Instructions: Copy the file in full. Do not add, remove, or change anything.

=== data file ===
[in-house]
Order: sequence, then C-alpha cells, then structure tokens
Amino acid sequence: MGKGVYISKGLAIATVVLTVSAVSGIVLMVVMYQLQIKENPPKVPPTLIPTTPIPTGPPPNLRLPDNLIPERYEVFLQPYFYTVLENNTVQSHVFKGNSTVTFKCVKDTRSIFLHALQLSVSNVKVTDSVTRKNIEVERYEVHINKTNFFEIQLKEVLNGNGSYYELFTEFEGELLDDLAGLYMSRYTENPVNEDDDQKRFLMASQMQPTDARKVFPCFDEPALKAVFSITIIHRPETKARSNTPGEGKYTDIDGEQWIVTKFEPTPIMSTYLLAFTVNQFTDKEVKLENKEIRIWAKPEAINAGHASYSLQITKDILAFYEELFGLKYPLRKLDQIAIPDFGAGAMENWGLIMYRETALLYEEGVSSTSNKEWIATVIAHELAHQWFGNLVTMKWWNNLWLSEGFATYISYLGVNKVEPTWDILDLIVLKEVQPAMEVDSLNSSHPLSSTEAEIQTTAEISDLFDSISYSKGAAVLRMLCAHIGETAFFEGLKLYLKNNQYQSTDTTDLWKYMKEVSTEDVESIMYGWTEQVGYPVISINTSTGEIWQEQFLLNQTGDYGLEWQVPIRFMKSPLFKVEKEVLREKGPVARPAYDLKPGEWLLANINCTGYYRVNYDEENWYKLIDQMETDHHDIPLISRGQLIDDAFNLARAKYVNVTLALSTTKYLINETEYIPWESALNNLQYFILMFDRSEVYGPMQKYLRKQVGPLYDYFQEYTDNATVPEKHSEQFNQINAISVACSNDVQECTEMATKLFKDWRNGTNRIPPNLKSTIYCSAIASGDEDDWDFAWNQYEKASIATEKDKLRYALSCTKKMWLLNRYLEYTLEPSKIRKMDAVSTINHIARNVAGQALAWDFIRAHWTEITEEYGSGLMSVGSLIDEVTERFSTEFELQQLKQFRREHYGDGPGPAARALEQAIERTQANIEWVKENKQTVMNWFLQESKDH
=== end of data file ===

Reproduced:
[in-house]
Order: sequence, then C-alpha cells, then structure tokens
Amino acid sequence: MGKGVYISKGLAIATVVLTVSAVSGIVLMVVMYQLQIKENPPKVPPTLIPTTPIPTGPPPNLRLPDNLIPERYEVFLQPYFYTVLENNTVQSHVFKGNSTVTFKCVKDTRSIFLHALQLSVSNVKVTDSVTRKNIEVERYEVHINKTNFFEIQLKEVLNGNGSYYELFTEFEGELLDDLAGLYMSRYTENPVNEDDDQKRFLMASQMQPTDARKVFPCFDEPALKAVFSITIIHRPETKARSNTPGEGKYTDIDGEQWIVTKFEPTPIMSTYLLAFTVNQFTDKEVKLENKEIRIWAKPEAINAGHASYSLQITKDILAFYEELFGLKYPLRKLDQIAIPDFGAGAMENWGLIMYRETALLYEEGVSSTSNKEWIATVIAHELAHQWFGNLVTMKWWNNLWLSEGFATYISYLGVNKVEPTWDILDLIVLKEVQPAMEVDSLNSSHPLSSTEAEIQTTAEISDLFDSISYSKGAAVLRMLCAHIGETAFFEGLKLYLKNNQYQSTDTTDLWKYMKEVSTEDVESIMYGWTEQVGYPVISINTSTGEIWQEQFLLNQTGDYGLEWQVPIRFMKSPLFKVEKEVLREKGPVARPAYDLKPGEWLLANINCTGYYRVNYDEENWYKLIDQMETDHHDIPLISRGQLIDDAFNLARAKYVNVTLALSTTKYLINETEYIPWESALNNLQYFILMFDRSEVYGPMQKYLRKQVGPLYDYFQEYTDNATVPEKHSEQFNQINAISVACSNDVQECTEMATKLFKDWRNGTNRIPPNLKSTIYCSAIASGDEDDWDFAWNQYEKASIATEKDKLRYALSCTKKMWLLNRYLEYTLEPSKIRKMDAVSTINHIARNVAGQALAWDFIRAHWTEITEEYGSGLMSVGSLIDEVTERFSTEFELQQLKQFRREHYGDGPGPAARALEQAIERTQANIEWVKENKQTVMNWFLQESKDH